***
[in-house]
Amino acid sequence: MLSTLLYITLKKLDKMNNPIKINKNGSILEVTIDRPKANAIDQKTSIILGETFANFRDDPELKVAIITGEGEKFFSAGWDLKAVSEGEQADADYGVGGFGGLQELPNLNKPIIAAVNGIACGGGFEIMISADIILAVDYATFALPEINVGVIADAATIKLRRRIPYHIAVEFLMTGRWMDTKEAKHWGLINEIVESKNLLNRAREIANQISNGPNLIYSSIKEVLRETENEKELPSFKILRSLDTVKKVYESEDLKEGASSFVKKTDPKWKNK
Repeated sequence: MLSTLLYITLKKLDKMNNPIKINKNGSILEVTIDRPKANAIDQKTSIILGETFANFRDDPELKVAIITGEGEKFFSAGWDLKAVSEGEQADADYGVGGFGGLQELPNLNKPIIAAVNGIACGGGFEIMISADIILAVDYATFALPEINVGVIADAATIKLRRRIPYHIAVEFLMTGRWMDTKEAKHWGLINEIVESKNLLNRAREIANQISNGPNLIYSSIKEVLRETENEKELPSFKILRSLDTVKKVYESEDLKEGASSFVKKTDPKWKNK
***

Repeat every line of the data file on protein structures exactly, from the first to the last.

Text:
[in-house]
Amino acid sequence: MLSTLLYITLKKLDKMNNPIKINKNGSILEVTIDRPKANAIDQKTSIILGETFANFRDDPELKVAIITGEGEKFFSAGWDLKAVSEGEQADADYGVGGFGGLQELPNLNKPIIAAVNGIACGGGFEIMISADIILAVDYATFALPEINVGVIADAATIKLRRRIPYHIAVEFLMTGRWMDTKEAKHWGLINEIVESKNLLNRAREIANQISNGPNLIYSSIKEVLRETENEKELPSFKILRSLDTVKKVYESEDLKEGASSFVKKTDPKWKNK
Repeated sequence: MLSTLLYITLKKLDKMNNPIKINKNGSILEVTIDRPKANAIDQKTSIILGETFANFRDDPELKVAIITGEGEKFFSAGWDLKAVSEGEQADADYGVGGFGGLQELPNLNKPIIAAVNGIACGGGFEIMISADIILAVDYATFALPEINVGVIADAATIKLRRRIPYHIAVEFLMTGRWMDTKEAKHWGLINEIVESKNLLNRAREIANQISNGPNLIYSSIKEVLRETENEKELPSFKILRSLDTVKKVYESEDLKEGASSFVKKTDPKWKNK